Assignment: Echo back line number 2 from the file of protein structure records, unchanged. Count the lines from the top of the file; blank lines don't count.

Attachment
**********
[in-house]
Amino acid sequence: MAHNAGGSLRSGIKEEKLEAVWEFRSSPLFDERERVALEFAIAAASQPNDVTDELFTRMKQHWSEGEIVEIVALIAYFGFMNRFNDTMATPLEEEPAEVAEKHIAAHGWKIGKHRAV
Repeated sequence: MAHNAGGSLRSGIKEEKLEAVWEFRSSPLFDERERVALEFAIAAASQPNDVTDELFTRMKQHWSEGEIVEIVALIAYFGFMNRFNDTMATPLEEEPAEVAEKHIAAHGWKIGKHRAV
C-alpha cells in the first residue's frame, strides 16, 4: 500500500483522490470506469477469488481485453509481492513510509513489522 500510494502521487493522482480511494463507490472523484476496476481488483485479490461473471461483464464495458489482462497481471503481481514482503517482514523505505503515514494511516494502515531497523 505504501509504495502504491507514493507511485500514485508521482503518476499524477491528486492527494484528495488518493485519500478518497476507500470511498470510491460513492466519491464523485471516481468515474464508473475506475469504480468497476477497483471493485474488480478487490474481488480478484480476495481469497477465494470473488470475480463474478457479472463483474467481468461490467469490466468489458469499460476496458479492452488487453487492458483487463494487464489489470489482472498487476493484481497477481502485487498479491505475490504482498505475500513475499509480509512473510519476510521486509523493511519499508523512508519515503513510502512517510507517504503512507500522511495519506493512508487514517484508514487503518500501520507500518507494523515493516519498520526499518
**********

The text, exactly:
Amino acid sequence: MAHNAGGSLRSGIKEEKLEAVWEFRSSPLFDERERVALEFAIAAASQPNDVTDELFTRMKQHWSEGEIVEIVALIAYFGFMNRFNDTMATPLEEEPAEVAEKHIAAHGWKIGKHRAV